Kuriko Momiji This seasonal snack is from a Hiroshima snack shop called Yamadaya. They have been making snacks since 1930 using a special pastry bun infused with locally-harvested maple syrup. This particular seasonal snack is stuffed with a roasted chestnut, sweet bean filling My verdict: Yeah, yeah, yeah… I really love these ~ they look like little maple leaves (momiji-manju) and are filled with a chestnut/sweet bean custard filling. The filling is moist and creamy. Just delicious!
Butter Soy Jagabee Crunchy, baked potato sticks, glazed with soy sauce and butter My verdict: I am a salt addict, so whereas I loved the thick cut potato sticks with the butter and soy glaze, I wanted more saltiness to my chips. They almost were sweet, which I wonder if that was the butter. However, that didn’t stop me from eating them.
Niigata Senbei Clay baked rice crackers made in Niigata prefecture, lightly topped with sea salt from the Sea of Japan, dried green laver, and shaved bonito flakes My verdict: I have had these before and I LOVE THEM. I have to find them somewhere, because they are one of my favorite Japanese snacks. These are crispy crackers that are nice and salty! It has seaweed (laver), salty fish flakes (bonito) and of course, sea salt, so it is a triple salt threat. I always joke that someone should just put a huge salt lick near me, as I am addicted to salt.
Choco Pie Soft chocolate covered cake sandwich, filled with a mildly sweet cream filling. A perfect pick-me-up for when you are feeling down My verdict: This is probably the only dud in the box. These pies were a crumbling mess when I removed them from the package. That normally doesn’t bother me, so long the flavor is there. Alas, I found these were so dry and unappealing in its taste, that I couldn’t even finish the first one.
Pumpkin Pudding KitKat Seasonal pumpkin pudding-flavored Halloween KitKat! It’s only available in Japan during October My verdict: I am so envious of Japan’s KitKat flavors. KitKat is made by a different company in Japan (Nestlé) than in the USA (Hersey’s), so we don’t get the cool flavors, like matcha (my favorite), sweet potato, wasabi, green tea, lemon vinegar, sake, strawberry ~ they have over 300 different flavors, whereas we just have a few (milk, white and dark chocolate and during Halloween, they coat the outside with an orange colored coating ~ rolls eyes) So, this is their pumpkin flavored one, but my taste buds are overwhelmed by the white chocolate coating, so I didn’t taste the pumpkin. But it is a KitKat and I will eat them anyway!
Matcha Chocolate Crunch This snack is made using rice from a local farm coop in rural Gifu, chocolate from Hokkaido and matcha green tea from a nearby tea farm in Nagoya. My verdict: These had a very faint taste of chocolate, but I did taste the matcha ~ these are really cool ~ like a rice crispy treat, only without the gooey mess of marshmallows. The taste, in fact, reminded me of KitKat’s matcha version. Very good and I love how these look ~ like a little flower.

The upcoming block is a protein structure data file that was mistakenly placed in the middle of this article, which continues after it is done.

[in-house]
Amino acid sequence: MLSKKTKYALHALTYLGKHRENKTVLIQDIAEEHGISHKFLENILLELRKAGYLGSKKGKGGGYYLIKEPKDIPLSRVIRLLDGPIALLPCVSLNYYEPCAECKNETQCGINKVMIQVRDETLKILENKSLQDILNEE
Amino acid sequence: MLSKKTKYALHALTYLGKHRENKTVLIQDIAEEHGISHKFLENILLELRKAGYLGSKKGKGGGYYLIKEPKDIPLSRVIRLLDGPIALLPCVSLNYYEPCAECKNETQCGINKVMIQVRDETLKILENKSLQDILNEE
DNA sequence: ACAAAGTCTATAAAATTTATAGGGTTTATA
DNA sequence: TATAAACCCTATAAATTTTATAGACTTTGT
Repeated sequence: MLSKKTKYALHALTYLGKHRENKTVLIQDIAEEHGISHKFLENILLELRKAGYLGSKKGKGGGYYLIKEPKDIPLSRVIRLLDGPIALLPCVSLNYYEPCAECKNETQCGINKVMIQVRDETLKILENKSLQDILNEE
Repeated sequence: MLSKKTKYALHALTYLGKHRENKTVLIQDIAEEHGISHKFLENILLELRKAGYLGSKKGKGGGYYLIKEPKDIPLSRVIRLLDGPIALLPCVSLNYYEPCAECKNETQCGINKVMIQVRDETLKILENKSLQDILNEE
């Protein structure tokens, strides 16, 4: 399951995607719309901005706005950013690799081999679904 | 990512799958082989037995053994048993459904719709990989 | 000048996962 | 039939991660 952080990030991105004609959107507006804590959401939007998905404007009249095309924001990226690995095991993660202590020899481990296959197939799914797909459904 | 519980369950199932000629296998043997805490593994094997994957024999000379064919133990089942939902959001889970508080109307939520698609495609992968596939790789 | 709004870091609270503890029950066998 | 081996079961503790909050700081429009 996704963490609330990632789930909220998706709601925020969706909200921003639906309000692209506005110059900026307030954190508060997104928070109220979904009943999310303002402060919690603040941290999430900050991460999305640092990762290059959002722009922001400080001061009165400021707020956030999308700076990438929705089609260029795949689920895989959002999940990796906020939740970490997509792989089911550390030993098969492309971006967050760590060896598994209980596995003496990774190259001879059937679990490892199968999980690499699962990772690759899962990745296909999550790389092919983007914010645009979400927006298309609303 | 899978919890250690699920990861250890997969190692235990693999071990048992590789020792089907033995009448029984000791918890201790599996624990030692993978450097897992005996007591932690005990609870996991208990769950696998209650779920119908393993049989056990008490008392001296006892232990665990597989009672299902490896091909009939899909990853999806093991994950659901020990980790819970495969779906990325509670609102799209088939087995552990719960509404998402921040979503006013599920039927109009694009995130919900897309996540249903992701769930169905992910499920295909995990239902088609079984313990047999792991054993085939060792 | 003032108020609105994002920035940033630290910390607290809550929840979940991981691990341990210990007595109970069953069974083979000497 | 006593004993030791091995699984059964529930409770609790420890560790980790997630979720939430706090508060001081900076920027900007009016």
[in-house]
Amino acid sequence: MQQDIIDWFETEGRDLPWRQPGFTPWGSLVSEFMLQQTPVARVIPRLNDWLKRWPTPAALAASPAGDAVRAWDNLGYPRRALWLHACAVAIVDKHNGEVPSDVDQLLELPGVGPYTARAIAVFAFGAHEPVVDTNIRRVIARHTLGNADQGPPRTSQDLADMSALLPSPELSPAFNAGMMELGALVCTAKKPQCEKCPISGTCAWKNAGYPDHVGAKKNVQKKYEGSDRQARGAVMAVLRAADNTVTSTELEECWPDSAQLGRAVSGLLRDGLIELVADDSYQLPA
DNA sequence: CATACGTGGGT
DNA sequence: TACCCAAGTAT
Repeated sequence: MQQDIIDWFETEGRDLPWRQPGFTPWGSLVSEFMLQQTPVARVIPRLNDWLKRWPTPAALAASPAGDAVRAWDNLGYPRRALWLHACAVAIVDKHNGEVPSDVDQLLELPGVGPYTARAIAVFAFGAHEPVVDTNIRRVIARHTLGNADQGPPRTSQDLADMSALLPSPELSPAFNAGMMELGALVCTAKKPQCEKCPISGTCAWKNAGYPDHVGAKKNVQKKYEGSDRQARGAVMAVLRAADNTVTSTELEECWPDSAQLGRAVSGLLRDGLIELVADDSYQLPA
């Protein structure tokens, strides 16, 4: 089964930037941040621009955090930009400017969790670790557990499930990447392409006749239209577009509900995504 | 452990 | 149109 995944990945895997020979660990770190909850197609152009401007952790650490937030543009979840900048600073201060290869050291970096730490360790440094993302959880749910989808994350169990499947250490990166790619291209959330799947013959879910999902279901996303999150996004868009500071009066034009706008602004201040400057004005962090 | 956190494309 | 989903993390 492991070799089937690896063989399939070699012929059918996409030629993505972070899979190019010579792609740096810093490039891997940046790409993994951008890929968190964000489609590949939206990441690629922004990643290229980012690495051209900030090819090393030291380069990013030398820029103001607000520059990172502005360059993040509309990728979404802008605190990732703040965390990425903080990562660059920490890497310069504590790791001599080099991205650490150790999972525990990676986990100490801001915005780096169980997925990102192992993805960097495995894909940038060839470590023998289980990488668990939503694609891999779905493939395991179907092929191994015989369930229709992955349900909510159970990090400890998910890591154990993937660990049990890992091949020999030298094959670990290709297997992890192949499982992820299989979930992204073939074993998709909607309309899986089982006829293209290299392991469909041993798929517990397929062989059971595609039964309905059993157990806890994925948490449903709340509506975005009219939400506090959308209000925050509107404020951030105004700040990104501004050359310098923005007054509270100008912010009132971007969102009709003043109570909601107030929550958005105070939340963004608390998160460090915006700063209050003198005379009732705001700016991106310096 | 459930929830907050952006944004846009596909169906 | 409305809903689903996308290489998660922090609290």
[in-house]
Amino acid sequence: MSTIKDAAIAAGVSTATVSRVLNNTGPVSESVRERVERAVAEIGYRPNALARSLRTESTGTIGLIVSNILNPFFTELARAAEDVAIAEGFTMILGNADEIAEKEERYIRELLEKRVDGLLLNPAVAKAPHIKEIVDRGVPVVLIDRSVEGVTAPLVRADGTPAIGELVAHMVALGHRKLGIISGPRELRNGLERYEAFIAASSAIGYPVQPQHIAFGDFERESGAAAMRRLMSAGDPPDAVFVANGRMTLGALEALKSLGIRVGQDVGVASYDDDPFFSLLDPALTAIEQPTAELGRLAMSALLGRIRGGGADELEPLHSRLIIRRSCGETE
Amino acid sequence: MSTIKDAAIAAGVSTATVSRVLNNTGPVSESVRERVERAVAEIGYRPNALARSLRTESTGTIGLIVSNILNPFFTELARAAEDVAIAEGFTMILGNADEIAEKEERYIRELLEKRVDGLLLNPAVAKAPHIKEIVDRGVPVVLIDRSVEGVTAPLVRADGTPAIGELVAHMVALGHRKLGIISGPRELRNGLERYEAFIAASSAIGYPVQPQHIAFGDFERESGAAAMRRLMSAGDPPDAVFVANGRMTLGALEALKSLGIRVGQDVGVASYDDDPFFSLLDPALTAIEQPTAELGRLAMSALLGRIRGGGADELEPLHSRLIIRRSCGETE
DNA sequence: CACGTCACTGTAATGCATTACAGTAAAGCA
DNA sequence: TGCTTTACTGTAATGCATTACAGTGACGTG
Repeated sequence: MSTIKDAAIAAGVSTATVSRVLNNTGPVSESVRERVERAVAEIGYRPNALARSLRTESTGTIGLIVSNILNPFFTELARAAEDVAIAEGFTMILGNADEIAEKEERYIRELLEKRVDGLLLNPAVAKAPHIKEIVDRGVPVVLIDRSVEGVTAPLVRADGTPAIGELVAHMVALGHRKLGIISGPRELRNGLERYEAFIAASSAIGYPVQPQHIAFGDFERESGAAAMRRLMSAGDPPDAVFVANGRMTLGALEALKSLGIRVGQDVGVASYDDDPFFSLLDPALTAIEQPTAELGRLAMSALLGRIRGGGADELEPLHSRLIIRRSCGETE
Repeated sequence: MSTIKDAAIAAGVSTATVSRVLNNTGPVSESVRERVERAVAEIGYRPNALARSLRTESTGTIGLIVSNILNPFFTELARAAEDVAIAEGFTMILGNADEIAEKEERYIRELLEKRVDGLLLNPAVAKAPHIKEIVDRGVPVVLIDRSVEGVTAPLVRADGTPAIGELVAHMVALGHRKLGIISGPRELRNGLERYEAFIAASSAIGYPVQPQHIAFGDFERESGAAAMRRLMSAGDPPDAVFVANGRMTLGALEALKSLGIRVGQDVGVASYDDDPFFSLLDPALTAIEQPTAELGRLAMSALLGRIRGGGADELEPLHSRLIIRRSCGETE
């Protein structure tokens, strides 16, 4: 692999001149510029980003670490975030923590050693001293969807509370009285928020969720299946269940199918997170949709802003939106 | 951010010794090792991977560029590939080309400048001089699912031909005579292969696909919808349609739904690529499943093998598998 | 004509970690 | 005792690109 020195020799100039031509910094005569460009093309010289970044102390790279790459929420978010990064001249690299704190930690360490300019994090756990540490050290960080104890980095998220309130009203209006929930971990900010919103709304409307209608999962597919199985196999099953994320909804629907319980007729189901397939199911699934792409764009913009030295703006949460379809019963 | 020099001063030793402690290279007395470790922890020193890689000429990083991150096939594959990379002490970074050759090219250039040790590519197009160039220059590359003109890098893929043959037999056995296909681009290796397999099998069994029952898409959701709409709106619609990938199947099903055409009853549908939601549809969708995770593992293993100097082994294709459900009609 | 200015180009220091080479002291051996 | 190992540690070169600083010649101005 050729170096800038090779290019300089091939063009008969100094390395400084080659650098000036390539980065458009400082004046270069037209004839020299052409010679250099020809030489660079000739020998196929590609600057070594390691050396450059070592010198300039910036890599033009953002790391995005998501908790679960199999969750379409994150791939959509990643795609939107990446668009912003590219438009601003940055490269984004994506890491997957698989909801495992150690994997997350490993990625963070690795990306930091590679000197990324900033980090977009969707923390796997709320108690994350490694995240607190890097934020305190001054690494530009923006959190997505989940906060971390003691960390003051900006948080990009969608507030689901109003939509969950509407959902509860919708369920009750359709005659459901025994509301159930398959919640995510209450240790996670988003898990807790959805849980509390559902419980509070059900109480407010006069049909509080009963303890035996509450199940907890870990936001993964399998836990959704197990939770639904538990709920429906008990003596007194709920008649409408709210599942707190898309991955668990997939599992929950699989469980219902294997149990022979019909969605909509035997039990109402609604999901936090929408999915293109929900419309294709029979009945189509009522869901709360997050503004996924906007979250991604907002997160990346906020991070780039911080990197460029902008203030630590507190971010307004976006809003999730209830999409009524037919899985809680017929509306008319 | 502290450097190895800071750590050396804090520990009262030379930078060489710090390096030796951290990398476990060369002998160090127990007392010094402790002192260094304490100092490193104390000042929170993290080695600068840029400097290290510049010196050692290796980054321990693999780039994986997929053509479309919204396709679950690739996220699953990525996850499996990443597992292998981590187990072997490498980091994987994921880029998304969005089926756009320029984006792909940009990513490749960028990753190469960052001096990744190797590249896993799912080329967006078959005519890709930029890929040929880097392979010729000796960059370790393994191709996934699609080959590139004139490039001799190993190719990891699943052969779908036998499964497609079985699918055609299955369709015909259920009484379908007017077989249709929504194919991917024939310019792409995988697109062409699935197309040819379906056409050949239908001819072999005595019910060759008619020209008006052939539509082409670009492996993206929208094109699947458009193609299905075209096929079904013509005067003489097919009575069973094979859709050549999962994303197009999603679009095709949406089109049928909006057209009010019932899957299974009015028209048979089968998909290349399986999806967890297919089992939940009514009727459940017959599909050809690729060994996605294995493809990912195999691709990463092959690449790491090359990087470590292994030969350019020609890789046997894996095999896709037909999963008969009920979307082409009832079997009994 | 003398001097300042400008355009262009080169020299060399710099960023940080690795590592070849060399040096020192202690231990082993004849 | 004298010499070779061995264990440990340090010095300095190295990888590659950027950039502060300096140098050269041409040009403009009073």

Roasted Coffee Candy This charcoal roasted coffee candy tastes exactly like a cup of freshly made, deep bodied coffee. Perfect for all you coffee lovers! My verdict: I originally thought these would be like CoffeeNips, those hard coffee candies and these are similar in shape and texture, but these candies are much more full bodied and robust with their coffee goodness. Love!
I am glad I broke down and switched to the Signature Snakku box. I really enjoyed all of the snacks except for one, but I also know that a lot of people love those choco pies ~ it just isn’t for me. The dried persimmons, matcha crisps, Niigata Senbei and Kuriko Momiji are my favorites in this month’s Fall Box. Snakku is more expensive than most snack boxes, in fact there are a lot of Japanese snack boxes out there. However, Snakku is superior in my opinion ~ They curate their boxes with a theme, they take pride in selecting local snack makers, their informational cards are chock full of … well.. information! Not to mention the beautiful presentation of the boxes. Whether you get the full size or the Tasting box, you will be very happy with Snakku. I know I am! What did you think of this month’s box?
If you want to subscribe to Snakku, I have an exclusive promo code that will save you 5% off your first box with them ~ use code SNAKKU4ME. Snakku has a shop as well, where you can purchase some of the snacks that they have included in their boxes. But be forewarned, they sell out quickly!!